He didn't leave orgs or hierarchies or say women couldn't become enlightened; these were created by men and their cultural perceptions and they kept women out and down and ignorant.
Well, actually, he did leave the Sangha body, as well as a general system of seniority to govern the monastic Sangha. I do agree with you though, that it has become unnecessarily complicated and hierarchical. And unfortunately sometimes those hierarchies developed in patriarchal societies and the structures disempowered women and their spiritual aspirations.
As for saying women couldn't become enlightened, I have honestly never heard this taught by any Tibetan master I have ever listened to
(and I've listened to many!). The story of Tara alone would dispel this myth, and several of my teachers have stated that in some of the tantric systems women would progress more quickly towards enlightenment than men.
So now it's approx 2,000 years later and you're telling me women now can become geshes.
The Geshe system is a Gelug construct and much less than 2,000 years old. It is an academic degree, and yes, it is now accessible to women. Did it take too long? Absolutely. Should we deny this is progress? That would be silly. It wasn't so long ago in Western countries that women weren't allowed to vote. And don't forget that during the crucial years of the feminist movement in the West the Tibetans were fleeing over the mountains as refugees and trying to scrape together enough for basic survival. Not ideal conditions for a social justice movement- this is why I think things are taking longer in Tibetan society than many of us would like, but understanding the circumstances might be helpful.
How many female high lamas or Dalai Lamas have there been?
Indicates the same problems present in Nichiren Buddhism, as you mentioned here:
in the Japanese tradition this is easy, though they won't become the heads of sects, only Japanese men.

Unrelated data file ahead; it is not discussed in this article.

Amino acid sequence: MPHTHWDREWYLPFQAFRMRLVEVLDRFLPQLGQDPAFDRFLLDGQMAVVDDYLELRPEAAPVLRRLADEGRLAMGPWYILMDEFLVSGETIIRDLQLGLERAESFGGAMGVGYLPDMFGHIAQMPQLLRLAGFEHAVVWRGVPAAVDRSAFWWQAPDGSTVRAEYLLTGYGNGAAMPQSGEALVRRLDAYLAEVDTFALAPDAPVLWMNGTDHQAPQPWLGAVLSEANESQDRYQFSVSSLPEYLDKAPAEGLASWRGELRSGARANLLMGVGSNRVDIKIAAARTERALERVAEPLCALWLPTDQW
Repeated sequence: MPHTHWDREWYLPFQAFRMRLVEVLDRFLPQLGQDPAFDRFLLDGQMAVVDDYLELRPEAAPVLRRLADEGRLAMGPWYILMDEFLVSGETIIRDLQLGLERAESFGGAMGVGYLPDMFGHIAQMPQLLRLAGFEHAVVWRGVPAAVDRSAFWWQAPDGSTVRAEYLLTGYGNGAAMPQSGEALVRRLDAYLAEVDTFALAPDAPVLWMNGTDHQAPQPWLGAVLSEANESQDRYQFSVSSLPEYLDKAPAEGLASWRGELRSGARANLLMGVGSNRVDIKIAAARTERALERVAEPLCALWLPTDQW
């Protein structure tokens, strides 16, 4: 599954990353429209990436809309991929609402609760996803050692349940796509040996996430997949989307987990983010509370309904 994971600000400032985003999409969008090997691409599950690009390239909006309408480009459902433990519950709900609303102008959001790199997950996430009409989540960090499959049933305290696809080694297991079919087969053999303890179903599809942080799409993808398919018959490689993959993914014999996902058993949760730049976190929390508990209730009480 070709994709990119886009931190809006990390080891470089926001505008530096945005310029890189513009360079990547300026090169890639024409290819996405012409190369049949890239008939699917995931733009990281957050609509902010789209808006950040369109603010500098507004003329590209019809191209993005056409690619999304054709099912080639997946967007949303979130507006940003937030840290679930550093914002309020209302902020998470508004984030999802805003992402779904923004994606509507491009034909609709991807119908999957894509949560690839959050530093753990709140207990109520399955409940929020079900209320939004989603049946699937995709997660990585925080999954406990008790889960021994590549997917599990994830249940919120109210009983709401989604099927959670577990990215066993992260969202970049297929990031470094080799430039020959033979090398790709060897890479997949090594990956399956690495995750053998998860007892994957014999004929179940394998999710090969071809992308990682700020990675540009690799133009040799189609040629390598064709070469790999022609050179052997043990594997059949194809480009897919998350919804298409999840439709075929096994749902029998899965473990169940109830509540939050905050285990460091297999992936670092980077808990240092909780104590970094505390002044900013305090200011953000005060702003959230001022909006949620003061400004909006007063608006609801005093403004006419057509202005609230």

Also, check out the present Dalai Lama's statements that the next in his line could be a woman here: http://www.washingtonpost.com/blogs/on- ... e-a-woman/
If "Priestess" means the head of a temple and teacher, this is also possible within the institutions of the Tibetan tradition, especially the nunneries. Khandro Rinpoche comes to mind as a leading teacher of her tradition, as do Jetsun Kushok la, Khandro-la and others. Many of the eminent scholars and practitioners of the tradition in the West are women- Anne Klein, Ven. Thubten Chodron, Lama Tsultrim Allione, Jetsunma Palmo etc. Are there enough? No, but it isn't as if there aren't any at all.
I've dealt with having a master in studying esoteric buddhism the power plays were nasty.
The power plays in all schools of Buddhism are nasty. Whether we speak about the SGI's involvement in politics in Japan, Tibetan court intrigue, Zen and militarism and colonialism, or the present nationalistic movements associated with Theravada in Burma and Sri Lanka. To single out esoteric Buddhism seems odd, and I wonder whether it is to frame Nichiren as a better alternative (which I can understand, most practitioners are convinced that their own school in the best "brand".)
From the cursory readings of Nichiren's writings that I have done to better understand the perspective you are coming from in this thread, I do see that he championed the possibility of enlightenment for women. But on the organizational, practical level in very traditional Japanese society, I don't see that this has led to widespread empowerment of women or women in leading ecclesiastical roles. (Perhaps in the West it is different, but as I mentioned above, this is also the case in Tibetan Buddhism!).
Do not forget that there is a strong element of feminine divinity in Tibetan Buddhism, and I don't think this can be so easily dismissed. Several of the most cherished practice traditions, such as the Chod or Severance Practice, come through women.